Entrepreneurs: Hiring

Hiring Your Children is Good Business

When you pay your children reasonable wages to work in your family business, you provide your offspring with valuable knowledge and get a few special tax breaks in the process. If you’re a business owner, you’ll want to read what the Texas Society of CPAs has to say about hiring your children.

In 2016, you can pay your child up to $11,800 (standard deduction equal to earned income up to a maximum of $6,300, plus $5,500 deductible IRA contribution) without either of you incurring a tax liability. That’s because reasonable wages you pay to your minor child to work are fully deductible as a legitimate business expense, lowering your gross income. For your son or daughter, the standard deduction and IRA contribution eliminates all of the tax on the child’s income. And since the money was earned, the “kiddie tax” doesn’t apply even if your child is under age 24. 

Here is an example of how much you can save. Suppose you’re in the 33 percent tax bracket and you pay your 17-year-old son to help with office work full-time during the summer and part-time into the fall. He earns $11,800 during the year (and doesn't have earning from other sources). If that $11,800 otherwise would be paid to the business person, he or she saves $3,894 (33 percent of the $11,800) in income at no tax cost to the son.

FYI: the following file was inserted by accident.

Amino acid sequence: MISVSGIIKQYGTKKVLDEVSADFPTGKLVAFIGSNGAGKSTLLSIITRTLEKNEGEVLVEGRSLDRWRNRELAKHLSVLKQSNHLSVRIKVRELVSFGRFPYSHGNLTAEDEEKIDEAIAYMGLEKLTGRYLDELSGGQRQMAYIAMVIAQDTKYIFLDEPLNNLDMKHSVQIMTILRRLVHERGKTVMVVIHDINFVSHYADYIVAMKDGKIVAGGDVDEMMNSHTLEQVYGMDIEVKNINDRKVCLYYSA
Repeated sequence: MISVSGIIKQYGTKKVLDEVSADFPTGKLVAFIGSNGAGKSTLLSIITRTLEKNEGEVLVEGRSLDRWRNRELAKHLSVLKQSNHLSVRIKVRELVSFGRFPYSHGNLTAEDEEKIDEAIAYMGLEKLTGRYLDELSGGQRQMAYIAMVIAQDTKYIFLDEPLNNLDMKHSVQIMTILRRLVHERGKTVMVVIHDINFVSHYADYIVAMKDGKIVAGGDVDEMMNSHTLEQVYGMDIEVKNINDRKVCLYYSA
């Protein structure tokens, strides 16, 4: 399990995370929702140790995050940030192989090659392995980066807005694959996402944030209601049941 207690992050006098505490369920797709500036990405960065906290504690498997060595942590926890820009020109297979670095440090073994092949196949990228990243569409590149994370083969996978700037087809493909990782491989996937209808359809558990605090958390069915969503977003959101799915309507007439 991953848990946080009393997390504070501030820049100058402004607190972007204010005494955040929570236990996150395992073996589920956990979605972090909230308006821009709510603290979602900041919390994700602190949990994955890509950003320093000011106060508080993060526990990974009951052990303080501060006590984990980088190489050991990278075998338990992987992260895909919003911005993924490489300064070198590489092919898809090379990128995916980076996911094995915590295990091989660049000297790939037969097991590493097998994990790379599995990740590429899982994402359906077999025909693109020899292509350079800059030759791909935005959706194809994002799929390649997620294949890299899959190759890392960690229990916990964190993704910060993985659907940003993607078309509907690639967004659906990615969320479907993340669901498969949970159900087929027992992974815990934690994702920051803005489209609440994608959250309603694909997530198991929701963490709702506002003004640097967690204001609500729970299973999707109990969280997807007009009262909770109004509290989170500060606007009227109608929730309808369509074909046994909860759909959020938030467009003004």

Income tax withholding 
Regardless of how the family business is organized, it probably will have to withhold federal income taxes on the child's wages. Usually, an employee who had no federal income tax liability for the prior year, and expects to have none for the current year, can claim exempt status. However, exemption from withholding cannot be claimed if (1) the employee's income exceeds $1,050 for 2016 and includes more than $350 for 2016 of unearned income (such as dividends), and (2) the employee may be claimed as a dependent on someone else's return (whether or not he actually is claimed). (Instructions to Form W-4 for 2015) Keep in mind that the child probably will get a refund for part or all of the withheld tax when he or she files a return for the year. 

An employee may be able to claim exemption from withholding even if he or she is a dependent, if the employee is age 65 or older; blind; or will claim adjustments to income, tax credits, or itemized deductions on his or her income tax return.

FICA and FUTA: Employment for FICA tax purposes doesn't include services performed by a child under the age of 18 while employed by a parent. 

This can generate some savings for a parent who runs an unincorporated business. For example, let's say a sole proprietor who usually takes $125,000 of earnings from the business pays $4,750 to her 17-year-old child in 2016. The sole proprietor's self-employment income would be reduced by $4,750, saving her $137.75 in social security taxes. This doesn't take into account a sole proprietor's income tax deduction for one-half of his or her own social security taxes. That's on top of the $363.37 in employee FICA that the child saves by working for Mom instead of someone else.

A similar but more liberal exemption applies for FUTA, which exempts earnings paid to a child under age 21 while employed by his or her parent. The FICA and FUTA exemptions also apply if a child is employed by a partnership consisting solely of his parents. 

However, there is no FICA or FUTA exemption for employing a child in an incorporated business or in a partnership that includes non-parent partners. The children are subject to the same rules that apply to all other employees. 

Everyone’s financial situation is different. A CPA can help you identify the right course of action for your business and your family.

(Updated 2017) Reviewed and edited by Ryan Bartholomee, CPA, Shenandoah Petroleum Corporation